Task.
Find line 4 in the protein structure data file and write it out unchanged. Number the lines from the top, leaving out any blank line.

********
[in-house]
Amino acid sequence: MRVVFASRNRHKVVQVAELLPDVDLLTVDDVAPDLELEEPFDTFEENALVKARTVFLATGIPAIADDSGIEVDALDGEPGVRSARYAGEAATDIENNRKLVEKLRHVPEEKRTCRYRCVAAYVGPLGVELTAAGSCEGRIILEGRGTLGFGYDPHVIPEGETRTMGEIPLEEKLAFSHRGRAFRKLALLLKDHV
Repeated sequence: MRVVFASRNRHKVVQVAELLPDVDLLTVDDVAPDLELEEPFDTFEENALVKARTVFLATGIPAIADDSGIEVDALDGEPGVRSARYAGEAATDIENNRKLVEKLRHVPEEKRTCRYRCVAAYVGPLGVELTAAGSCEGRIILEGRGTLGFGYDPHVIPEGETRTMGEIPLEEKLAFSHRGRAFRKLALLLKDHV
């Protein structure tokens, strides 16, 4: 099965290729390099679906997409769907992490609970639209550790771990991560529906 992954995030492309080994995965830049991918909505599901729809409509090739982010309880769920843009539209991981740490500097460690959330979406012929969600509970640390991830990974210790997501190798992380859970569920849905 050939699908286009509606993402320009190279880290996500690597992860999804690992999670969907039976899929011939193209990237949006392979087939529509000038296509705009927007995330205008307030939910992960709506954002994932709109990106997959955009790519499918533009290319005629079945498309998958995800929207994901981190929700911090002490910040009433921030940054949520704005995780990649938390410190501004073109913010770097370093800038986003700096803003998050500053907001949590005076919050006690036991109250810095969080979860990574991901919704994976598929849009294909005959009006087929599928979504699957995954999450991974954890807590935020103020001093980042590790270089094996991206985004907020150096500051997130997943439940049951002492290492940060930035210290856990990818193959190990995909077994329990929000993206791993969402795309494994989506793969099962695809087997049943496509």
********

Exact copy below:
């Protein structure tokens, strides 16, 4: 099965290729390099679906997409769907992490609970639209550790771990991560529906 992954995030492309080994995965830049991918909505599901729809409509090739982010309880769920843009539209991981740490500097460690959330979406012929969600509970640390991830990974210790997501190798992380859970569920849905 050939699908286009509606993402320009190279880290996500690597992860999804690992999670969907039976899929011939193209990237949006392979087939529509000038296509705009927007995330205008307030939910992960709506954002994932709109990106997959955009790519499918533009290319005629079945498309998958995800929207994901981190929700911090002490910040009433921030940054949520704005995780990649938390410190501004073109913010770097370093800038986003700096803003998050500053907001949590005076919050006690036991109250810095969080979860990574991901919704994976598929849009294909005959009006087929599928979504699957995954999450991974954890807590935020103020001093980042590790270089094996991206985004907020150096500051997130997943439940049951002492290492940060930035210290856990990818193959190990995909077994329990929000993206791993969402795309494994989506793969099962695809087997049943496509």